Six days after winning the slalom for the fourth straight year at Killington Mountain Resort, Mikaela Shiffrin was competing in the downhill at Lake Louise. It was a race Shiffrin appeared in line to win, keeping ahead of the pace established by Nicole Schmidhofer, until faltering at the end of the course to finish second.
But that wasn’t what really felt noteworthy about the event.
Compared to the throng of ski racing fans that annually descend upon Killington to watch Shiffrin and the women’s World Cup circuit every November, the crowd in Alberta was decidedly more sparse. Televised live on NBC’s Olympic Channel, it was clear that Lake Louise would deny Shiffrin two things that she could find more easily in Vermont: victory and a rowdy, adoring crowd of fans.
Then again, most crowds will be smaller than what Shiffrin and company again witnessed at Killington over Thanksgiving weekend.
It was in 2018 when Killington set an American World Cup ski racing attendance record (39,000 spectators over the three-day Killington Cup period), a mark it came close to matching in 2019, when 36,500 total spectators joined at the base of Superstar to watch Shiffrin and the world’s best in what has become a premier, must-see event on the local ski season’s events calendar.
It’s quite the statement to make in the Northeastern U.S., a region that had gone a quarter-century without hosting a World Cup event. But the Killington Cup has helped rewrite the script with the U.S. Ski Team and the International Ski Federation. The event will continue to be held at the resort at least through 2020, and, based on its success, there’s probably little doubt it will continue beyond that date.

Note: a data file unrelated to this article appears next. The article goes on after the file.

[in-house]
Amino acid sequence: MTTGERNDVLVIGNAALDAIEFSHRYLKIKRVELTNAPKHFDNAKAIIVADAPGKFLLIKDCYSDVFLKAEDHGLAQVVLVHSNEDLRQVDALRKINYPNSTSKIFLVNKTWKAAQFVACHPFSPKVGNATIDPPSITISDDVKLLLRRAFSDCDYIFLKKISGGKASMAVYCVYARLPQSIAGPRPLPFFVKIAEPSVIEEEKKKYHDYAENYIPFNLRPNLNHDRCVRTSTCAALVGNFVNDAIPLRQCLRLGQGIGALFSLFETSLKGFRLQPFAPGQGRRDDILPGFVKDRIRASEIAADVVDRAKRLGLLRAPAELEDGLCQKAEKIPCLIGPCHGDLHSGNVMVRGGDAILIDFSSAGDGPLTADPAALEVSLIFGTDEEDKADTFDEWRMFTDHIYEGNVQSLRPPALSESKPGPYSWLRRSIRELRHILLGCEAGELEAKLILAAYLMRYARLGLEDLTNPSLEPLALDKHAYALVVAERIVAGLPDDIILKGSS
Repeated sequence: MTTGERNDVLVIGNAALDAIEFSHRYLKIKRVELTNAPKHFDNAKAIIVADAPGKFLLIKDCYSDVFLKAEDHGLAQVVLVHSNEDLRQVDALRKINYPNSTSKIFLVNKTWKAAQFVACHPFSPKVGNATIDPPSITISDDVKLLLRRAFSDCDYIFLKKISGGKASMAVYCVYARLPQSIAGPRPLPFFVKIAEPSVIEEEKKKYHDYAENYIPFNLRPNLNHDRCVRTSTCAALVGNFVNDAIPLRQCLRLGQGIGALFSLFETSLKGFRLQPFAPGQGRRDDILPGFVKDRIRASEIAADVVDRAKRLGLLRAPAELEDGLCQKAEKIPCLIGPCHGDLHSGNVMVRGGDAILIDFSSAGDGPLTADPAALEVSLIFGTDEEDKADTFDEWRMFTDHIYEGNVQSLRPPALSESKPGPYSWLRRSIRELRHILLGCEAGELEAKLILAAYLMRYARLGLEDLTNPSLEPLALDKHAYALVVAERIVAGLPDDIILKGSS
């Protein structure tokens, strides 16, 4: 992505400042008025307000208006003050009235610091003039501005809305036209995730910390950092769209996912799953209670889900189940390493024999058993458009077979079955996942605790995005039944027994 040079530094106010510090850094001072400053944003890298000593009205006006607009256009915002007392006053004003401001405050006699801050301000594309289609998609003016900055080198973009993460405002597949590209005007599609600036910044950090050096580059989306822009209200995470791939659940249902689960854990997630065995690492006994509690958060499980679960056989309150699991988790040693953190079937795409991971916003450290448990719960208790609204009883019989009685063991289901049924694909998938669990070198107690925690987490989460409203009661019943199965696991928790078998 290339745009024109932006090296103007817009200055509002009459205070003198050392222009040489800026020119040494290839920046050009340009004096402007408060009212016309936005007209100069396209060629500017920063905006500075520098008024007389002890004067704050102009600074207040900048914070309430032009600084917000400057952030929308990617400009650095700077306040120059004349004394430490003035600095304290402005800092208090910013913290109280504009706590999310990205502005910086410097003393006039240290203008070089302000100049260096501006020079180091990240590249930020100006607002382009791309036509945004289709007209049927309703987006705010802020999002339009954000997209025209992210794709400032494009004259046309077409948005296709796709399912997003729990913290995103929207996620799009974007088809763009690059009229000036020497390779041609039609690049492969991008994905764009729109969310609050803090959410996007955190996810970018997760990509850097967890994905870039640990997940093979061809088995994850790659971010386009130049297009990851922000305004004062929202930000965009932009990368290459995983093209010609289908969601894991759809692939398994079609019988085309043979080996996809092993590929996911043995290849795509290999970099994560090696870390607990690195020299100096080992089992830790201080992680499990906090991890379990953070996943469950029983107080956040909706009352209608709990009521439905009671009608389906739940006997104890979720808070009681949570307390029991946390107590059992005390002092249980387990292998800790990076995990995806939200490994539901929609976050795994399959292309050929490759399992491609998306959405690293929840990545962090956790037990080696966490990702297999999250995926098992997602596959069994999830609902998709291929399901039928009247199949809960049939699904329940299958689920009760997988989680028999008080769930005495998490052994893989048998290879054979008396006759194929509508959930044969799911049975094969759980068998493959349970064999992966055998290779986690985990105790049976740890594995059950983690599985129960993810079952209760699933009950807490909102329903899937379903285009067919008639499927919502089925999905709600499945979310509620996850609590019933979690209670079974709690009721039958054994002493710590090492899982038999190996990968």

Shiffrin, after all, is only 24 years old, and is the cog in everything that makes the Killington Cup so successful. As she continues to shatter World Cup records en route to becoming the most successful ski racer of all time, her roots in Vermont grow deeper. The more Shiffrin makes a name for herself on the World Cup circuit, the more profound her legacy with the Green Mountain State becomes.
The slalom queen made some note of that fact during her press conference prior to Friday’s opening ceremonies when she recounted her training that week. She returned to Burke Mountain, where she attended Burke Mountain Academy through 2013. In fact, BMA’s training hill, Warren’s Way, was up and running, top to bottom, for the first time ever before Thanksgiving in order to give Shiffrin the ground to train for her slalom and giant slalom events.
It was after one of those training sessions when Chris Carr, a lift mechanic at the mountain, greeted her with a lift ticket that he had Shiffrin sign when she was a student at BMA back in 2010.
Shiffrin was only 15 at the time.
“I just had a feeling she would go on to do great things one day,” Carr said in a BMA release.
Shiffrin said she was overcome by emotion in the moment.
“That made me cry,” she said.
She signed the other side of Carr’s ticket, this time as a World Cup champion who already is demolishing the record books.